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Emperor Takakura (11611181), whose reign name literally means "Emperor Tall Storehouse," was the 80th emperor of Japan according to the traditional chronology, reigning from 1168 to 1180.

Born Prince Norihito, Takakura was the fourth son of Emperor Go-Shirakawa, and thus the uncle of his immediate predecessor, Emperor Rokujō. His mother was Taira Shigeko, the younger sister of Taira no Tokiko, the wife of the powerful warlord Taira Kiyomori. His empress consort was Taira Tokuko, Kiyomori's daughter and thus his first cousin (as his mother and Tokuko's mothers were sisters).

Takakura ascended to the throne at the tender age of seven when his 3-year-old nephew Rokujō abdicated. This was all at the behest of Kiyomori, who was locked in a struggle for power with the retired emperor Go-Shirakawa, who held the real reins of power during the reigns of these child emperors. Kiyomori hoped to weaken the power of the insei system of rule by retired emperors by using his dominance over the court to appoint emperors who would strengthen his own position at the expense of Go-Shirakawa's. In this case, Kiyomori preferred Takakura over Rokujô because Takakura was his own nephew, and thus more thoroughly under his sway. Kiyomori's ultimate ambition was to have one of his relatives become the ruling retired emperor, thus unifying all political power within his own hands.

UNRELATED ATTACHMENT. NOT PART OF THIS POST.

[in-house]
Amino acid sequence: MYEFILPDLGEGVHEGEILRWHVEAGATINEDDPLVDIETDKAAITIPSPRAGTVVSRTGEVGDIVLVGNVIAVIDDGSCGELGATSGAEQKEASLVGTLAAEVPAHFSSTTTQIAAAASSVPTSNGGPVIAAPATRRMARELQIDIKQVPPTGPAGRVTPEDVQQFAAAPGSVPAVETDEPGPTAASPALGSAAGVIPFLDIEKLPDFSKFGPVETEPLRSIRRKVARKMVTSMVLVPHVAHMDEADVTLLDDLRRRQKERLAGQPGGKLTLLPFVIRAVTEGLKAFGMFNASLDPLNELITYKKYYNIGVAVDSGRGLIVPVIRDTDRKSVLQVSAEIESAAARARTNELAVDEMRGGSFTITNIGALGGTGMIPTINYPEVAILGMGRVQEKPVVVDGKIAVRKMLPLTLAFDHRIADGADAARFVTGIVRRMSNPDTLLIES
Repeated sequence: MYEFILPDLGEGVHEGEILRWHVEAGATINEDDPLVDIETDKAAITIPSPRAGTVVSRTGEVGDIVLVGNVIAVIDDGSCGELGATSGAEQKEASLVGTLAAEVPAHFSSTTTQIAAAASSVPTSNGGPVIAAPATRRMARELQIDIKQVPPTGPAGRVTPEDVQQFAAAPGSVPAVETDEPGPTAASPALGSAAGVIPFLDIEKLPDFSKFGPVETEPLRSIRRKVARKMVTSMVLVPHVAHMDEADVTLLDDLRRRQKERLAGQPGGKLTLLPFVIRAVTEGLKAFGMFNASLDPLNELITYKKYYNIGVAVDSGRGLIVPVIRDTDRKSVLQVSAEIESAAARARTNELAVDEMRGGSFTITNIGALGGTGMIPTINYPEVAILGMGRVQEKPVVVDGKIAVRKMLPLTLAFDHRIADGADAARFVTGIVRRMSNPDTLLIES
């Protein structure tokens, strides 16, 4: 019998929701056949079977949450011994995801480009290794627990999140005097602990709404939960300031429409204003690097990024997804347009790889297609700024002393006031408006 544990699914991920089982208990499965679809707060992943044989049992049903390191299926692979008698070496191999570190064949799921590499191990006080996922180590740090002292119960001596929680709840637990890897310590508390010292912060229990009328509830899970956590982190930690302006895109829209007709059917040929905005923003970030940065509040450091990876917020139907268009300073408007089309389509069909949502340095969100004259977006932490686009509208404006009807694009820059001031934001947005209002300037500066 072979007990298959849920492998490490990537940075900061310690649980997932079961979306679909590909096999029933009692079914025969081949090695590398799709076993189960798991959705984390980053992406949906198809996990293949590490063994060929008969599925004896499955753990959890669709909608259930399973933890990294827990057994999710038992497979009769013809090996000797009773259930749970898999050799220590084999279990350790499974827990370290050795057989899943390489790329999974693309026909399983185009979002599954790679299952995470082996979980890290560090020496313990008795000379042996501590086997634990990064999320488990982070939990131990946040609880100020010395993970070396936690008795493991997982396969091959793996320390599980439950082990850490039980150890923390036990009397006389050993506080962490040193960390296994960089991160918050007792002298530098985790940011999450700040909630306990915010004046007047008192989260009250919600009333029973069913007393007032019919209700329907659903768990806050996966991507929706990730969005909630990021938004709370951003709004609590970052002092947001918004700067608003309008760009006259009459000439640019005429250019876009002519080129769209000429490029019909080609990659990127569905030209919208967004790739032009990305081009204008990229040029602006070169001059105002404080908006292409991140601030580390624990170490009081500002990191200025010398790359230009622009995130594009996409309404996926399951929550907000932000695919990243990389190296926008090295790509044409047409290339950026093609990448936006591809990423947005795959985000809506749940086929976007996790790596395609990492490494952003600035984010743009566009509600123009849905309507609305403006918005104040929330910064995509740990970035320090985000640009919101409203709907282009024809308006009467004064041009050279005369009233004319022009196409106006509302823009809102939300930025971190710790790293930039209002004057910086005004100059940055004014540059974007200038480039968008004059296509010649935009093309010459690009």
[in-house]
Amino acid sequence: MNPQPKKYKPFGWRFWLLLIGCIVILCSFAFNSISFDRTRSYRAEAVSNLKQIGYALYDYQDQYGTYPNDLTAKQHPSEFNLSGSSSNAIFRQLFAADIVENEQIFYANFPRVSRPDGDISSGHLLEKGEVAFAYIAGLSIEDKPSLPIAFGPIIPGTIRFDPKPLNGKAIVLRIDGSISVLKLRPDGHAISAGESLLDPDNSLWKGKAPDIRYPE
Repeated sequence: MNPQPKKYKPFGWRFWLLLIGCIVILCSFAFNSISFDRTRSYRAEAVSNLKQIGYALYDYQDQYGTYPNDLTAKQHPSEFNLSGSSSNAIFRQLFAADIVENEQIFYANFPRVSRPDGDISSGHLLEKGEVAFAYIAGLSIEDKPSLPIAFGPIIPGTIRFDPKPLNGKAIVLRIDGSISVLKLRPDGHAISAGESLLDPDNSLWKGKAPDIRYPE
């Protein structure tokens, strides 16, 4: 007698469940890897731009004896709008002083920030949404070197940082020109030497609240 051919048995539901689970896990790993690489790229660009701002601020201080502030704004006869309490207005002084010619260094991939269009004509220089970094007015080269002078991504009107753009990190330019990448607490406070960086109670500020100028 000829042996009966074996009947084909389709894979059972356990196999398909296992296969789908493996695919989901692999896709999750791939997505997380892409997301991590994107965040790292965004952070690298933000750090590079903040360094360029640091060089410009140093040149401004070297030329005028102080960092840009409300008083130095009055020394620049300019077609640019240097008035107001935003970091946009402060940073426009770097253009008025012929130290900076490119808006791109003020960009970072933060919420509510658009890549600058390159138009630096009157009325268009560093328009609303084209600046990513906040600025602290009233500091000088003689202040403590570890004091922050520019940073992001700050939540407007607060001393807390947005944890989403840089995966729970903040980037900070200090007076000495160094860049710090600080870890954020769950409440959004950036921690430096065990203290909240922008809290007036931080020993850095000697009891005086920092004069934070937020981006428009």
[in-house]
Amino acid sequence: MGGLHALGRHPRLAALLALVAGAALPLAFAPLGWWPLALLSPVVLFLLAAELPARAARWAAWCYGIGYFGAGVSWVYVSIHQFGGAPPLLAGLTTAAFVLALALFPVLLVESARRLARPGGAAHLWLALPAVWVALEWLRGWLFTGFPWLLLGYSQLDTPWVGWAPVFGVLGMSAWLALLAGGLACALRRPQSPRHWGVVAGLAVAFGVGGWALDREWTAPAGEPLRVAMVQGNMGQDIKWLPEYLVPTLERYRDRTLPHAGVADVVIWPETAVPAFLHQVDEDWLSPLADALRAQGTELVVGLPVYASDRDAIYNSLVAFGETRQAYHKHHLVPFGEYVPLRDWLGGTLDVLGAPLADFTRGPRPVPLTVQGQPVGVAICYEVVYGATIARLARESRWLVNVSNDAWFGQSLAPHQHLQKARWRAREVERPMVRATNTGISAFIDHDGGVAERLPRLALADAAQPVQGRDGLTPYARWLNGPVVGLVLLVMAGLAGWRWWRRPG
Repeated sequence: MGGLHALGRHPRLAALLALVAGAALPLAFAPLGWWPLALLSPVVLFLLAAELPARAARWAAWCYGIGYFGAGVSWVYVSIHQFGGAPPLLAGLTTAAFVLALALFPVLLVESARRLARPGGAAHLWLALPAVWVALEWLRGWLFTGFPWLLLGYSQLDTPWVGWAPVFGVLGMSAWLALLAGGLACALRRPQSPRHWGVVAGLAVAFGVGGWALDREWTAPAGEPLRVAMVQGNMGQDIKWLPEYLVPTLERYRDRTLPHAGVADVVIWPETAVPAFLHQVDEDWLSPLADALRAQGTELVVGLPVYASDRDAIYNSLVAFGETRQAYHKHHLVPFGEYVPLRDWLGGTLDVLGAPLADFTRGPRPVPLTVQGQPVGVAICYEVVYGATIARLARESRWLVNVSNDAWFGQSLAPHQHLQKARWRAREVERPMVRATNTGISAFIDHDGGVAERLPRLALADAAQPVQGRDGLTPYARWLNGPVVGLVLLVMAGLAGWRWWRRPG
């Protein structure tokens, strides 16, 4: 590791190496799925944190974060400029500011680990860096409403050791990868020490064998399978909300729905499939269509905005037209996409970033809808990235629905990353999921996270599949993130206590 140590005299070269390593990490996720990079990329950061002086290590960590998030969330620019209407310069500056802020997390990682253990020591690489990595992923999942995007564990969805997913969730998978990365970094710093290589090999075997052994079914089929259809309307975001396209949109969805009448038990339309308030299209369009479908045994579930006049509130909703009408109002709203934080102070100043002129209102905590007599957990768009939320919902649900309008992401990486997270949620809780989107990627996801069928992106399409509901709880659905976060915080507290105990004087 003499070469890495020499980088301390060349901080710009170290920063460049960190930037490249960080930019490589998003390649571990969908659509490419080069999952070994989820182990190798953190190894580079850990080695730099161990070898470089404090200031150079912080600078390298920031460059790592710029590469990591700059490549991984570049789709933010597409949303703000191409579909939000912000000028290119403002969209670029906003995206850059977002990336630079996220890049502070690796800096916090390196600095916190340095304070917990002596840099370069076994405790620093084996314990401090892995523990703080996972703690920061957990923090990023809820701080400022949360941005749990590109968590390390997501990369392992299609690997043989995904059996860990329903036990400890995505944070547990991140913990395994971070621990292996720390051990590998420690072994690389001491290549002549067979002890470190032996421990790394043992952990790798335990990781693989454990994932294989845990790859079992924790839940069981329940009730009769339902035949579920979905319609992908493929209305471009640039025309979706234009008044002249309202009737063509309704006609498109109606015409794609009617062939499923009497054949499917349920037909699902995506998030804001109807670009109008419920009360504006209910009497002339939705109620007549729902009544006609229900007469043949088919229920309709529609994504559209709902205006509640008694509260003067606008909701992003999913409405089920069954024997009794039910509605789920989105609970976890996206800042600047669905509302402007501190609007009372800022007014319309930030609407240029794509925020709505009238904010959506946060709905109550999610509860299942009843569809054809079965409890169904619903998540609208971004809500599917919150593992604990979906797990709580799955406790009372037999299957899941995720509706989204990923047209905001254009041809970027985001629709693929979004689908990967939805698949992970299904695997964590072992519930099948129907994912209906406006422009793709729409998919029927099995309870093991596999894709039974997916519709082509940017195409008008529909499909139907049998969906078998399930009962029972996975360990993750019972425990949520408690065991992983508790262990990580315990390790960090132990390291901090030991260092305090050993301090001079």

In any case, things went largely according to plan for Kiyomori. Once Takakura was on the throne, Go-Shirakawa's power over the Imperial Court was curtailed, and Kiyomori ruled as de facto regent and could do pretty much whatever he wanted.

In 1178, Takakura's empress consort Tokuko gave birth to a son, and all of Kiyomori's years of scheming had at last come to fruition. The infant was immediately declared the crown prince, and two years later, Kiyomori pressured Takakura into abdicating and had his grandson installed as Emperor Antoku at the age of 2. Kiyomori was now the uncle of the retired emperor and the grandfather of the sitting emperor, with both firmly under his sway, and his power seemed absolute. Takakura died a year later, at the age of just 21.

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